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Pocahontas


Name Meaning: “Little Mischief”
Domain:
Virginia (Late 16th Century)
Premiered in: Pocahontas (1995)
Voiced By: Irene Bedard

Before I begin this character’s review, let me first start off by saying that I am well aware of the many historical inaccuracies of the original film and its direct-to-video sequel (of which I shan’t mention any further if I can help it). Instead I, and you my readers, should the film and the characters therein to be based on the mythology of the events that transpired those centuries ago and focus strictly on the fairy tale that grew from the seed of reality. That being said, let’s get right into this with a bang shall we.

Pocahontas is not a princess. In any way, shape, or form. This is not a historical mistake either, this is one that is common found in the idea that due to her being the daughter of the chief of her people, that Pocahontas was due to inherit it when he eventually passed. This is literally not the case as the title of “chief” would go to her father’s kin, that being any surviving siblings and even then, a new chief can be chosen in their place by the people in a rather ironic form of diplomacy. That’s not to say people are wrong to assume her as such, she was literally the gem in her father’s eye whose slightest harm would incur a wrath that would put King Triton to shame.

All in all, Pocahontas is… something of a black sheep amongst the Disney Princesses in more ways than one. Due to her being the only historically based Princess, there’s only so much of her story that can be turned to myth before people start to take offense. In the case of the actual film, I rather enjoyed her story for what it was, a meeting between two distinctly different people from two entirely different worlds. That and Pocahontas was a whole new breath of fresh air amongst the Disney Princesses, wherein she was headstrong and fearless but kind and empathic to her people and those whom she cares about whether they be her fellow kin or even the everyday beast.

Speaking of animals, Pocahontas’ two animal companions are a pair of critters the likes of which I distinctly feel were based on Chip and Dale if only personality wise. The first is a raccoon named Meeko who, like Dale, is a glutton for food and is always willing to jump in paws first into any situation that looks even remotely fun. His opposite, and Chip’s own counterpart, is a hummingbird named Flit whose no-nonsense attitude is far too amusing to behold. Seriously, there’s just something hilarious in the fact that a hummingbird has more sense than a raccoon to me. Of course, there is one other being whom serves as a close companion to Pocahontas but I’ll get to her in a moment. I must first take about yet another insensible “Palace Pet.”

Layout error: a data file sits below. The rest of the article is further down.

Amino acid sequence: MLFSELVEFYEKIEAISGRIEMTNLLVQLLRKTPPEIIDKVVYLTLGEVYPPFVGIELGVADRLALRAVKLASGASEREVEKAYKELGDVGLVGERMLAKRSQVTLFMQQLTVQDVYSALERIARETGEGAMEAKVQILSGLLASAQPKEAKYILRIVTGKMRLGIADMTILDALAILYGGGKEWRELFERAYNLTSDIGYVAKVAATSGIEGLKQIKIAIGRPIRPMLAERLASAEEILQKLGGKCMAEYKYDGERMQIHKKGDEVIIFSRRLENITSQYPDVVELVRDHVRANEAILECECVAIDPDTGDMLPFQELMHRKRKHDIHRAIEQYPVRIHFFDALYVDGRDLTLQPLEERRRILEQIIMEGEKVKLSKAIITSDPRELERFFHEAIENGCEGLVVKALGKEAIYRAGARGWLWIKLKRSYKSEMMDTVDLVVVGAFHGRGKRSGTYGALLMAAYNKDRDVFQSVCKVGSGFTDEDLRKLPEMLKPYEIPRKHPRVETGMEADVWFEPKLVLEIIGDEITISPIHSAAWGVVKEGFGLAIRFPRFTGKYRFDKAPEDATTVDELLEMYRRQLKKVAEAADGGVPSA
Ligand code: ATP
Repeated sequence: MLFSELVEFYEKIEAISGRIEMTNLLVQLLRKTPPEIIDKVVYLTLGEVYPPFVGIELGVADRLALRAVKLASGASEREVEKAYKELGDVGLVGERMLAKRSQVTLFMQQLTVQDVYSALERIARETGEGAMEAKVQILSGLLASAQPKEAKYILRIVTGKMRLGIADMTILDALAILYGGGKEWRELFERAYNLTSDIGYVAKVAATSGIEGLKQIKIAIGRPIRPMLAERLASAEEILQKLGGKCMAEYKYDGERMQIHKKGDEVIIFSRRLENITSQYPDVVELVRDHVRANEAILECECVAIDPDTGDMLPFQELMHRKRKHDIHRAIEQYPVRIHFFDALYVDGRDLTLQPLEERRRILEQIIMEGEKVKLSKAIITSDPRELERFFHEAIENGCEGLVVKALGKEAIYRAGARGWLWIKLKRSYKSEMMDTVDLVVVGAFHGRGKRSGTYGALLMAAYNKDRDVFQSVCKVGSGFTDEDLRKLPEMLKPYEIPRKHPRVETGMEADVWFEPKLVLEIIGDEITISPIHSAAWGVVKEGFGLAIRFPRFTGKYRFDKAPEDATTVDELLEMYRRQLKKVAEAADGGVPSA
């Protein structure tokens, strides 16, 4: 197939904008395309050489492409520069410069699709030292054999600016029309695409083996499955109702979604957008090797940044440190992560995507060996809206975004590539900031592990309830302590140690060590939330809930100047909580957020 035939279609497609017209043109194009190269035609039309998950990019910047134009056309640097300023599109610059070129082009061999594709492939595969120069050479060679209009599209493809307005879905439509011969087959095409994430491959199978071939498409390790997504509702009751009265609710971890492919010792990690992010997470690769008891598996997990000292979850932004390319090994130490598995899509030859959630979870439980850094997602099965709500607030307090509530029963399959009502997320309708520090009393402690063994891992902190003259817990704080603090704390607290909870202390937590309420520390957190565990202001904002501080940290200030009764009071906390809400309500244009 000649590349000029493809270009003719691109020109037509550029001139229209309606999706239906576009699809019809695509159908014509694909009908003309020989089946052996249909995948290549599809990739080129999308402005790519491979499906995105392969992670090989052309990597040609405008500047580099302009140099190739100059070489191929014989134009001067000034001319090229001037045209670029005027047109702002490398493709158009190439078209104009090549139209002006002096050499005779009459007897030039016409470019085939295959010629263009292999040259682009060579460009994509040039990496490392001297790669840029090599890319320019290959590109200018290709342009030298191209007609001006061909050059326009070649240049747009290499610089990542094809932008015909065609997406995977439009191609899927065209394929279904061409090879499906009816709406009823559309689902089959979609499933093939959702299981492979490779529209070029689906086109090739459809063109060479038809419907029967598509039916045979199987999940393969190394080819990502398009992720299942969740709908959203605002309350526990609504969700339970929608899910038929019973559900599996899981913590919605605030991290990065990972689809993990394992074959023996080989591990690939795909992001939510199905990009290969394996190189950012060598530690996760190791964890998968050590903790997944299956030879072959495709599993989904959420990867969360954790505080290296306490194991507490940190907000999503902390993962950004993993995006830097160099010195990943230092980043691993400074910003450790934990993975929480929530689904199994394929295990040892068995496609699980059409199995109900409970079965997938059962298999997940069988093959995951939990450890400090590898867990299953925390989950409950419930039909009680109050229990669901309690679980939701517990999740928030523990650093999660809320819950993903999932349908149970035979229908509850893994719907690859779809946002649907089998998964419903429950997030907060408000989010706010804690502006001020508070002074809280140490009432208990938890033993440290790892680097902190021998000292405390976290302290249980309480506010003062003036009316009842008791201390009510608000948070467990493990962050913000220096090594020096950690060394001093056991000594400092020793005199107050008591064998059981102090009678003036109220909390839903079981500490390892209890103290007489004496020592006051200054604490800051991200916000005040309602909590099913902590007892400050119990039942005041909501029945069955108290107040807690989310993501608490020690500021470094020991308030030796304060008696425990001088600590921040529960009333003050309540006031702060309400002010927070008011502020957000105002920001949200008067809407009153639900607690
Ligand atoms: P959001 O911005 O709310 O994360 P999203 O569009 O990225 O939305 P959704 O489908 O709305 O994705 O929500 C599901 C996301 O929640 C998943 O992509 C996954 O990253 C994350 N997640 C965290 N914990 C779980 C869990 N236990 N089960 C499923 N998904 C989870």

Much like Jasmine before her, Pocahontas’ Palace Pet takes the place of another of her animal companions, that being Meeko. This new female raccoon, unoriginally named Windflower, at least has a more sensible origin story whence compared to Sultan but makes up for this with having far too many decorations for a supposedly wild animal to have, never mind one belonging to a Native American woman like Pocahontas whose idea of “gold” was crops of corn. Admittedly, I can understand the necklace as it does tie her best to Pocahontas but the literal gold tiara with a freaking gemstone stuck right in the middle of it? If there’s one thing that Pocahontas is that truly makes her a great Princess it’s that she doesn’t care for any of that fro-fro stuff and dresses as she deems fit.

That having all been said, I’ll talk briefly now of Pocahontas’ final companion, an old weeping willow tree appropriately named Grandmother Willow. Admittedly, I first assumed Grandmother Willow to be something of an imaginary friend to Pocahontas insomuch that only she could see and hear her words but by the old tree’s admittance, Grandmother Willow has indeed served as something of a spiritual advisor to the women of Pocahontas’ family, including her mother. That and as was plainly evident when Pocahontas introduced John Smith to Grandmother Willow, she is in fact a truly living tree. That moment was one of many redeeming features to ol’ John in that he didn’t do what most would in that situation.

Namely, freak the heck out.

Speaking of John Smith, I shan’t go into his character as I have Aladdin and Beast namely that he, unlike Pocahontas, is more historically accurate and I’d rather not screw up conjecture with facts and visa versa. I will however say that I was rather amazed at how quickly Pocahontas was able to change his views of her, her people, and even the world in general. Yet, the one thing that I truly appreciated most was that theirs was a romance that started from beginning to end in the film and not one that could strictly be called “instant” love at first sight. That is to say, that while there was attraction between them, neither of them were willing to run away with the other in the moments after their initial meeting as most other Disney Couples are want to do.

Ignoring the sequel’s blatant attempt at trying to go back to being historically accurate, I actual liked the film’s ending being bittersweet. It wasn’t like Atlantis: The Lost Empire in sheer groundbreaking of regular Disney traditions but it did do something that no one could ever have expected from a romance story like that of Pocahontas and John Smith. It wasn’t a tragedy nor was it altogether a truly happy ending but it was one that well and truly put a sense of realism in an otherwise fantastical story.

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